Dagens Nyheter, Wednesday 7 December:
“Brussels. The EU commission now promises the Swedish Government that it will re-evaluate the export ban for snus after DN’s revealing that EU’s own investigation show that there is strong support for snus sales in Europe.
The Commission should apologize to 80,000 of its citizens for not listening to their views, says [Swedish] trade minister Ewa Björling.
The EU commission announced this summer that the public survey used to support its tobacco legislation, showed that a majority of the member countries want a continued ban for exporting snus from Sweden.
DN however went through all the replies [in the survey], which were made public during the autumn, and they show that a large majority of the respondents, in all different groups, want to remove the snus ban.
Trademinister Björling brought a translation of last weeks DN articles to a meeting with John Dalli, the responsible EU commissioner, this Monday.
- He promised to look at the findings from the survey, and the trend in Sweden, says Ewa Björling.
The level of smokers in Sweden is much lower than in other EU countries and so the level of lung cancer. Sweden also has tougher regulation for cigarette sales, than many other countries. – If health commissioner Dalli wants to accomplish something to improve the health within EU during his tenure as commissioner, its probably wise to draw from the experience in Sweden on how to handle the issue, rather than arriving at a full EU ban against cigarettes, which won’t be very successful.
The EU commission is expected to present its proposal on new tobacco legislation early next year.”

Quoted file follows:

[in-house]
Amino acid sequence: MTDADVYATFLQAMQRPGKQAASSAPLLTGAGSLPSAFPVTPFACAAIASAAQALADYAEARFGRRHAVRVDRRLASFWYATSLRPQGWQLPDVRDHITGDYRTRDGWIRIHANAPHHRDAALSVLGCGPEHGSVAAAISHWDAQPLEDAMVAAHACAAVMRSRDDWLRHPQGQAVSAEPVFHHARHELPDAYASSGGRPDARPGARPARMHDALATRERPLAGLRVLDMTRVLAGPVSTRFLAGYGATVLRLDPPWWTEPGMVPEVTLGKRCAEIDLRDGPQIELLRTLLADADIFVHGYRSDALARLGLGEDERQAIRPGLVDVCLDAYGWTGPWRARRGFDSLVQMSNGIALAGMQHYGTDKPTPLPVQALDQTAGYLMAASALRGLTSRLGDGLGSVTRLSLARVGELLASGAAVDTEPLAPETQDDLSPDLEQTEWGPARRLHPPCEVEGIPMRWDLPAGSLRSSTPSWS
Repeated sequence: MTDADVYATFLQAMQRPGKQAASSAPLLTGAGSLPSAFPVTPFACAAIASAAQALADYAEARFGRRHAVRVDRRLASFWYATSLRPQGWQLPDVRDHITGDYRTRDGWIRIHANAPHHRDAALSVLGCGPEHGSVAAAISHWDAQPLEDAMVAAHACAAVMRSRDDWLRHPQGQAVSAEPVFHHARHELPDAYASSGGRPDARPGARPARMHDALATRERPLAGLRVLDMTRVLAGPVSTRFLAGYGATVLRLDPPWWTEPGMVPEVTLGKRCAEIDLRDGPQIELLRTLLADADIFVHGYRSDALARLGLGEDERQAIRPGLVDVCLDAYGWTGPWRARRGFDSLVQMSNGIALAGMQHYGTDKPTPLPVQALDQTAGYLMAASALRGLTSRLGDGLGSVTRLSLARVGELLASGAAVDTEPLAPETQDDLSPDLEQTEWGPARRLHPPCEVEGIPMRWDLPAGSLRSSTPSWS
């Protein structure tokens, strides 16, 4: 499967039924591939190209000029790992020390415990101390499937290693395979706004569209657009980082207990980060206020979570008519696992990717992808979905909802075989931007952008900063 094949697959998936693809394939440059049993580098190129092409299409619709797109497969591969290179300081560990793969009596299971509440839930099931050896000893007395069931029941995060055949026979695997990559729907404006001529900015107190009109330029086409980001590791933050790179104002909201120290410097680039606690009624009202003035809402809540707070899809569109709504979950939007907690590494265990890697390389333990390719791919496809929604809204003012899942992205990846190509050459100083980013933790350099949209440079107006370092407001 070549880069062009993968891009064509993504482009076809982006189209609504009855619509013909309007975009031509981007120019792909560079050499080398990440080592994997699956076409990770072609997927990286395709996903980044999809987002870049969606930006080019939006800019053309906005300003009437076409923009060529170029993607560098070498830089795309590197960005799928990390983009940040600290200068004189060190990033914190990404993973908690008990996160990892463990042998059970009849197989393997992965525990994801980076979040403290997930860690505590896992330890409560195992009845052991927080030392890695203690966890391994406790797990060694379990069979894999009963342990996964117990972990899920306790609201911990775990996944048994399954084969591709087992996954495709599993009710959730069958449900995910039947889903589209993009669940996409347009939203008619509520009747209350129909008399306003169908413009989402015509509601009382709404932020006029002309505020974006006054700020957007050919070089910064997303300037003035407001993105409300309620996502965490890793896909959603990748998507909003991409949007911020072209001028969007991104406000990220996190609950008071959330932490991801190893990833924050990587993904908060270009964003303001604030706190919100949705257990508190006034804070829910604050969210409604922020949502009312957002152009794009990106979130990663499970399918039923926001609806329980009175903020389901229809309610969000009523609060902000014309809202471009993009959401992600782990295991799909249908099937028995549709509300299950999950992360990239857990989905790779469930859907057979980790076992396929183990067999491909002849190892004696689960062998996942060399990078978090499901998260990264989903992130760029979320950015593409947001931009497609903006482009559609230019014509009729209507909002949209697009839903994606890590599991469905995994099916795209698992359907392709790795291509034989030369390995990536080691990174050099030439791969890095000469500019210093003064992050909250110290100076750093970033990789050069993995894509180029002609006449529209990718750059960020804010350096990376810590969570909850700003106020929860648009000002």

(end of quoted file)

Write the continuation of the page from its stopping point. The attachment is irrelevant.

UPDATE 1-EU promises Sweden it will review snus ban
By Veronica Ek
7 December 2011
(c) 2011 Reuters Limited
(Adds trade minister comments)
STOCKHOLM, Dec 7 (Reuters) – The European Commission has promised Sweden it will take another look at its ban of the tobacco product snus, which is allowed in Sweden but banned elsewhere in the European Union, the Swedish trade minister said on Wednesday.
Swedish Match is Europe’s biggest producer of snus, or wet snuff, which is put under the upper lip and is mostly sold as small pouches of tobacco.
Trade minister Ewa Bjorling said she had met EU Health Commissioner John Dalli and discussed the results of a survey of EU states about current tobacco laws.
“What I believe is most important is that you base your reasoning on scientific facts. That is what I try to tell Dalli, and I ask the question: Why do you still want to have a ban on Swedish wet snuff when there are other snuff products on the market in the EU, for example Pakistani snuff?,” Bjorling told Reuters.
This was the second time she raised the snus issue with Dalli.
“I think he was listening in a different way this time. The first time he dismissed it simply saying their goal is to get everything away for health reasons,” Bjorling said.
Sweden says it has a lower proportion of deaths from lung cancer than in other EU states and a lower level of smokers.
Swedish daily Dagens Nyheter has reported that its own examination of the answers to the Commission’s survey showed that a majority of people in member states wanted to end the snus ban, even if most members states supported keeping it.
The Commission is expected to propose a new tobacco products law during the spring next year and released the results of a survey in July of attitudes to the current law, including the ban on snus.
The survey, which is on the Commission’s website, was carried out by asking questions to EU citizens, industry representatives, non-governmental organisations (NGOs) and government representatives.
Most answers came from Italy and Poland, and the Commission noted that Italian tobacconists had organised a campaign to encourage submissions to the survey.
The survey showed that EU citizens and industry representatives were in favour of lifting the snus ban, while most EU states and NGOs wanted it maintained.
The main markets for Swedish Match’s snus products are Sweden, Norway and the United States.
Swedish Match shares rose 1.6 percent to 224 Swedish crowns on Wednesday.
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